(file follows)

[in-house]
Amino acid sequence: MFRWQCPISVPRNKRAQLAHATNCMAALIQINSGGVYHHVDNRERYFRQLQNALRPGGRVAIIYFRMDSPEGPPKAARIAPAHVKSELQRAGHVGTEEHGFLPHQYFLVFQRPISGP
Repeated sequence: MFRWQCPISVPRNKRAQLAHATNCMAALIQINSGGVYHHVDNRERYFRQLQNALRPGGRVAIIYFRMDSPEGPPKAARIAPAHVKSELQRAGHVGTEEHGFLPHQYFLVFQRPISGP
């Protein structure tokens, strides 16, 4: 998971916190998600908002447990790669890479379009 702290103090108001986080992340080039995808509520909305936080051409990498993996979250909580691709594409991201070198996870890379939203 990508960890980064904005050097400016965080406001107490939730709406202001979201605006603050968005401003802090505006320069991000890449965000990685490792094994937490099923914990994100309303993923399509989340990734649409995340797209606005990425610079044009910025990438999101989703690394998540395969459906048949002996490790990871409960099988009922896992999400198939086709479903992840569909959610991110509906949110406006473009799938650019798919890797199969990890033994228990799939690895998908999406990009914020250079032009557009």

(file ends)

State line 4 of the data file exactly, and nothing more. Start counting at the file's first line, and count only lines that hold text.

């Protein structure tokens, strides 16, 4: 998971916190998600908002447990790669890479379009 702290103090108001986080992340080039995808509520909305936080051409990498993996979250909580691709594409991201070198996870890379939203 990508960890980064904005050097400016965080406001107490939730709406202001979201605006603050968005401003802090505006320069991000890449965000990685490792094994937490099923914990994100309303993923399509989340990734649409995340797209606005990425610079044009910025990438999101989703690394998540395969459906048949002996490790990871409960099988009922896992999400198939086709479903992840569909959610991110509906949110406006473009799938650019798919890797199969990890033994228990799939690895998908999406990009914020250079032009557009």